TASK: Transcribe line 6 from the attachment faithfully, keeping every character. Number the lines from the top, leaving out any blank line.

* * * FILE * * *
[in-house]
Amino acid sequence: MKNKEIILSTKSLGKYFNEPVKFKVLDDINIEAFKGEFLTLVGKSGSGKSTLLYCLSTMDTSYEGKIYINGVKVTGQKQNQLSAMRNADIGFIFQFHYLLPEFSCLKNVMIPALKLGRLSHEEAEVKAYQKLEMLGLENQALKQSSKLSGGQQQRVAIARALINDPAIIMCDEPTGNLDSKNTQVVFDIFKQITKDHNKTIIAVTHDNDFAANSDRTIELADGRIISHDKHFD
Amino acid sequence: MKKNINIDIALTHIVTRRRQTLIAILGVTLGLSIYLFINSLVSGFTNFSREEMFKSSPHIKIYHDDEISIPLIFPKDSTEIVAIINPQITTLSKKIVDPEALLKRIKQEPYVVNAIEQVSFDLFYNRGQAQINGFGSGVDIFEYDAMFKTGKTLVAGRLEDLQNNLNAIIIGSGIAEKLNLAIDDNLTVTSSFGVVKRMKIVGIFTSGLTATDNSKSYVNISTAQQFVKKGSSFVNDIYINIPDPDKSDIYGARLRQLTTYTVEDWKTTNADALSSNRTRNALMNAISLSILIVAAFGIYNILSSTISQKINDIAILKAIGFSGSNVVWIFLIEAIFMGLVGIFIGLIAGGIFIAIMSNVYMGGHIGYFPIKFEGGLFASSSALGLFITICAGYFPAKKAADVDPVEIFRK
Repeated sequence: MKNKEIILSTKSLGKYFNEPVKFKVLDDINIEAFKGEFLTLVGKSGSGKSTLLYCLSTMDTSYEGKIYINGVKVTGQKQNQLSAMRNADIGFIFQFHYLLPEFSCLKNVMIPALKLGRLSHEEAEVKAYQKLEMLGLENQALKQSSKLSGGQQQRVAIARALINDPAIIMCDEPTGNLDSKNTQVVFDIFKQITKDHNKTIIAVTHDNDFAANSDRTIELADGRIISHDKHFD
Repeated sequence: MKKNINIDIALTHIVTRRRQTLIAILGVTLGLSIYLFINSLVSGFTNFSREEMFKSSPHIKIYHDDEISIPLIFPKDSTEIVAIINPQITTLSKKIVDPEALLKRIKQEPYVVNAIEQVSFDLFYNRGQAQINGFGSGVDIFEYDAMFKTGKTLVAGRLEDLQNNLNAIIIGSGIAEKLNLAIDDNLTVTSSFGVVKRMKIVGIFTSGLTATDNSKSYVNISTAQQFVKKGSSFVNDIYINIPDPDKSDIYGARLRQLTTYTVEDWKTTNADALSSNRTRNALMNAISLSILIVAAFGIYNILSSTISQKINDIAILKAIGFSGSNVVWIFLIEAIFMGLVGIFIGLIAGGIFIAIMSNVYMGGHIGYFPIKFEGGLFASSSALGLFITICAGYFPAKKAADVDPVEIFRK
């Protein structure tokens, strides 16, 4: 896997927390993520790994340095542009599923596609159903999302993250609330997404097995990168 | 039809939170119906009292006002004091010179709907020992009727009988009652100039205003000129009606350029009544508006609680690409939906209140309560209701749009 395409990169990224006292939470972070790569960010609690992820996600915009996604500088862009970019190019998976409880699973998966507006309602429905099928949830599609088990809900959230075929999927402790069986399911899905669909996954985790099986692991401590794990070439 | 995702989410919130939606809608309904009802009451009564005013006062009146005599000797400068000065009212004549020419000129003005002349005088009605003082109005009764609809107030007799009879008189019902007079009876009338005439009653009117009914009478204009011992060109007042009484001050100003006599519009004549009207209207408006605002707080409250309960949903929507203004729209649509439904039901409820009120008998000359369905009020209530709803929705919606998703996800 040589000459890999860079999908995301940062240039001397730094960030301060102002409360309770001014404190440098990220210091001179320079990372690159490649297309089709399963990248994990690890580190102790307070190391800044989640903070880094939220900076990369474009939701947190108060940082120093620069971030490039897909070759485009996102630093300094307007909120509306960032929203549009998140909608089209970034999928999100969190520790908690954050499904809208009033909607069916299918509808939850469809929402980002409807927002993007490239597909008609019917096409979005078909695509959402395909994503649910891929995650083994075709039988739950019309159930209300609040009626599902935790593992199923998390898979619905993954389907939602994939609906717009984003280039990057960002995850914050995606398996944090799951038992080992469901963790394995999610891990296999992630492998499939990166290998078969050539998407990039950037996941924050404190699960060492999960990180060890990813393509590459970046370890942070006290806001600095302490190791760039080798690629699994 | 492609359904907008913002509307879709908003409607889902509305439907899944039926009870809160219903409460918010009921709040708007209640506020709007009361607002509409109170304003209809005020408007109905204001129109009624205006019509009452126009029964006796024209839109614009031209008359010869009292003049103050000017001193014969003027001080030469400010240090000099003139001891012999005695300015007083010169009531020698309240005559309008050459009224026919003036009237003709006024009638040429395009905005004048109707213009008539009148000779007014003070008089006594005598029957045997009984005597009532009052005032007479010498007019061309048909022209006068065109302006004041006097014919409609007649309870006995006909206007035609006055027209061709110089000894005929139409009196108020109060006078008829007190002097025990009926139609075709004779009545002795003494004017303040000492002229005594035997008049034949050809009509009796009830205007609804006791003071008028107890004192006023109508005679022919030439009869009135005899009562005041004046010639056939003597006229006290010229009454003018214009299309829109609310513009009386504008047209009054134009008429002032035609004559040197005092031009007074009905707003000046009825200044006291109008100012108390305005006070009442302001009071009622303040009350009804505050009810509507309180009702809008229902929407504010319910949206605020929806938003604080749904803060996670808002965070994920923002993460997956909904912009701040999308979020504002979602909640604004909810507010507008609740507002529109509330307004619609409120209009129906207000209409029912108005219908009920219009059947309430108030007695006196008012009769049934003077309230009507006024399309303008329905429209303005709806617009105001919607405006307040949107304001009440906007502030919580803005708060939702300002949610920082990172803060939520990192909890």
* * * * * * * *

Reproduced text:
């Protein structure tokens, strides 16, 4: 896997927390993520790994340095542009599923596609159903999302993250609330997404097995990168 | 039809939170119906009292006002004091010179709907020992009727009988009652100039205003000129009606350029009544508006609680690409939906209140309560209701749009 395409990169990224006292939470972070790569960010609690992820996600915009996604500088862009970019190019998976409880699973998966507006309602429905099928949830599609088990809900959230075929999927402790069986399911899905669909996954985790099986692991401590794990070439 | 995702989410919130939606809608309904009802009451009564005013006062009146005599000797400068000065009212004549020419000129003005002349005088009605003082109005009764609809107030007799009879008189019902007079009876009338005439009653009117009914009478204009011992060109007042009484001050100003006599519009004549009207209207408006605002707080409250309960949903929507203004729209649509439904039901409820009120008998000359369905009020209530709803929705919606998703996800 040589000459890999860079999908995301940062240039001397730094960030301060102002409360309770001014404190440098990220210091001179320079990372690159490649297309089709399963990248994990690890580190102790307070190391800044989640903070880094939220900076990369474009939701947190108060940082120093620069971030490039897909070759485009996102630093300094307007909120509306960032929203549009998140909608089209970034999928999100969190520790908690954050499904809208009033909607069916299918509808939850469809929402980002409807927002993007490239597909008609019917096409979005078909695509959402395909994503649910891929995650083994075709039988739950019309159930209300609040009626599902935790593992199923998390898979619905993954389907939602994939609906717009984003280039990057960002995850914050995606398996944090799951038992080992469901963790394995999610891990296999992630492998499939990166290998078969050539998407990039950037996941924050404190699960060492999960990180060890990813393509590459970046370890942070006290806001600095302490190791760039080798690629699994 | 492609359904907008913002509307879709908003409607889902509305439907899944039926009870809160219903409460918010009921709040708007209640506020709007009361607002509409109170304003209809005020408007109905204001129109009624205006019509009452126009029964006796024209839109614009031209008359010869009292003049103050000017001193014969003027001080030469400010240090000099003139001891012999005695300015007083010169009531020698309240005559309008050459009224026919003036009237003709006024009638040429395009905005004048109707213009008539009148000779007014003070008089006594005598029957045997009984005597009532009052005032007479010498007019061309048909022209006068065109302006004041006097014919409609007649309870006995006909206007035609006055027209061709110089000894005929139409009196108020109060006078008829007190002097025990009926139609075709004779009545002795003494004017303040000492002229005594035997008049034949050809009509009796009830205007609804006791003071008028107890004192006023109508005679022919030439009869009135005899009562005041004046010639056939003597006229006290010229009454003018214009299309829109609310513009009386504008047209009054134009008429002032035609004559040197005092031009007074009905707003000046009825200044006291109008100012108390305005006070009442302001009071009622303040009350009804505050009810509507309180009702809008229902929407504010319910949206605020929806938003604080749904803060996670808002965070994920923002993460997956909904912009701040999308979020504002979602909640604004909810507010507008609740507002529109509330307004619609409120209009129906207000209409029912108005219908009920219009059947309430108030007695006196008012009769049934003077309230009507006024399309303008329905429209303005709806617009105001919607405006307040949107304001009440906007502030919580803005708060939702300002949610920082990172803060939520990192909890």